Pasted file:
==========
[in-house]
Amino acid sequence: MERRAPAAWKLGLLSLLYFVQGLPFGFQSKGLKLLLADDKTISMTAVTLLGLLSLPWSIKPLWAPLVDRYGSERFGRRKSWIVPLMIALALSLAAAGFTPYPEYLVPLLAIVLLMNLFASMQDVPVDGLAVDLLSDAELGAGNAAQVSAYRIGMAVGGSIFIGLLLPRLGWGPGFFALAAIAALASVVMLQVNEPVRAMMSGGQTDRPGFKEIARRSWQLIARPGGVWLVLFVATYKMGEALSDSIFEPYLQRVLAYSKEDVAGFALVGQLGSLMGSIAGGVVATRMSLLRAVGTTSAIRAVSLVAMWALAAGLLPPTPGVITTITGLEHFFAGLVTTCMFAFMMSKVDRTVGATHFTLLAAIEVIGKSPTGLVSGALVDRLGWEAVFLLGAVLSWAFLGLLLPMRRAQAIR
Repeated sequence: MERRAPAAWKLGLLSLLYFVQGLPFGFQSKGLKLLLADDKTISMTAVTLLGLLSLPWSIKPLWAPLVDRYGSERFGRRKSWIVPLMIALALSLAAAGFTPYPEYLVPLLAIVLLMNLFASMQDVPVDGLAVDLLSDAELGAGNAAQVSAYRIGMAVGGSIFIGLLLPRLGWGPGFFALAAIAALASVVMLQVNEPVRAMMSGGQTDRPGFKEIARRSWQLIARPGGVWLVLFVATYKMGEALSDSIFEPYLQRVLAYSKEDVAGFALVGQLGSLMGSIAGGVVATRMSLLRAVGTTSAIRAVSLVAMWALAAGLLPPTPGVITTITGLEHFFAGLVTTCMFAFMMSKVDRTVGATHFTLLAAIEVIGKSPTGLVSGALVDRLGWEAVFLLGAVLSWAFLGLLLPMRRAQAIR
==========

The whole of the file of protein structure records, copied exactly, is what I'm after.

[in-house]
Amino acid sequence: MERRAPAAWKLGLLSLLYFVQGLPFGFQSKGLKLLLADDKTISMTAVTLLGLLSLPWSIKPLWAPLVDRYGSERFGRRKSWIVPLMIALALSLAAAGFTPYPEYLVPLLAIVLLMNLFASMQDVPVDGLAVDLLSDAELGAGNAAQVSAYRIGMAVGGSIFIGLLLPRLGWGPGFFALAAIAALASVVMLQVNEPVRAMMSGGQTDRPGFKEIARRSWQLIARPGGVWLVLFVATYKMGEALSDSIFEPYLQRVLAYSKEDVAGFALVGQLGSLMGSIAGGVVATRMSLLRAVGTTSAIRAVSLVAMWALAAGLLPPTPGVITTITGLEHFFAGLVTTCMFAFMMSKVDRTVGATHFTLLAAIEVIGKSPTGLVSGALVDRLGWEAVFLLGAVLSWAFLGLLLPMRRAQAIR
Repeated sequence: MERRAPAAWKLGLLSLLYFVQGLPFGFQSKGLKLLLADDKTISMTAVTLLGLLSLPWSIKPLWAPLVDRYGSERFGRRKSWIVPLMIALALSLAAAGFTPYPEYLVPLLAIVLLMNLFASMQDVPVDGLAVDLLSDAELGAGNAAQVSAYRIGMAVGGSIFIGLLLPRLGWGPGFFALAAIAALASVVMLQVNEPVRAMMSGGQTDRPGFKEIARRSWQLIARPGGVWLVLFVATYKMGEALSDSIFEPYLQRVLAYSKEDVAGFALVGQLGSLMGSIAGGVVATRMSLLRAVGTTSAIRAVSLVAMWALAAGLLPPTPGVITTITGLEHFFAGLVTTCMFAFMMSKVDRTVGATHFTLLAAIEVIGKSPTGLVSGALVDRLGWEAVFLLGAVLSWAFLGLLLPMRRAQAIR